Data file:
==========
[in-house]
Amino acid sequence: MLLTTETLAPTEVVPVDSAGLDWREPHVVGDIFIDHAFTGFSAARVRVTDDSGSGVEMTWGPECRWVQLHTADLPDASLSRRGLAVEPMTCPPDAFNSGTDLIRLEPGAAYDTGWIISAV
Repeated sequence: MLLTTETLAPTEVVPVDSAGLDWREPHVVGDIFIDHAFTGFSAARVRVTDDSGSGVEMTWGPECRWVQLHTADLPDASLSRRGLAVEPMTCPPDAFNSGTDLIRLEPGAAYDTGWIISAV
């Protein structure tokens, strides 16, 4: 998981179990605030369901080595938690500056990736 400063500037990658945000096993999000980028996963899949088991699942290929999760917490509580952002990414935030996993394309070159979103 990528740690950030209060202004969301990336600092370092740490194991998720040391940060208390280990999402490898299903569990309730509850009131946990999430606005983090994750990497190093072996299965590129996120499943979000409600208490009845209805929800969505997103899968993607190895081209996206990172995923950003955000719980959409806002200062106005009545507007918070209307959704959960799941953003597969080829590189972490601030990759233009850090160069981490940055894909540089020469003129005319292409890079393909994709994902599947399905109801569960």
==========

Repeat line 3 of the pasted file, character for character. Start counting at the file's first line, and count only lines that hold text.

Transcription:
Repeated sequence: MLLTTETLAPTEVVPVDSAGLDWREPHVVGDIFIDHAFTGFSAARVRVTDDSGSGVEMTWGPECRWVQLHTADLPDASLSRRGLAVEPMTCPPDAFNSGTDLIRLEPGAAYDTGWIISAV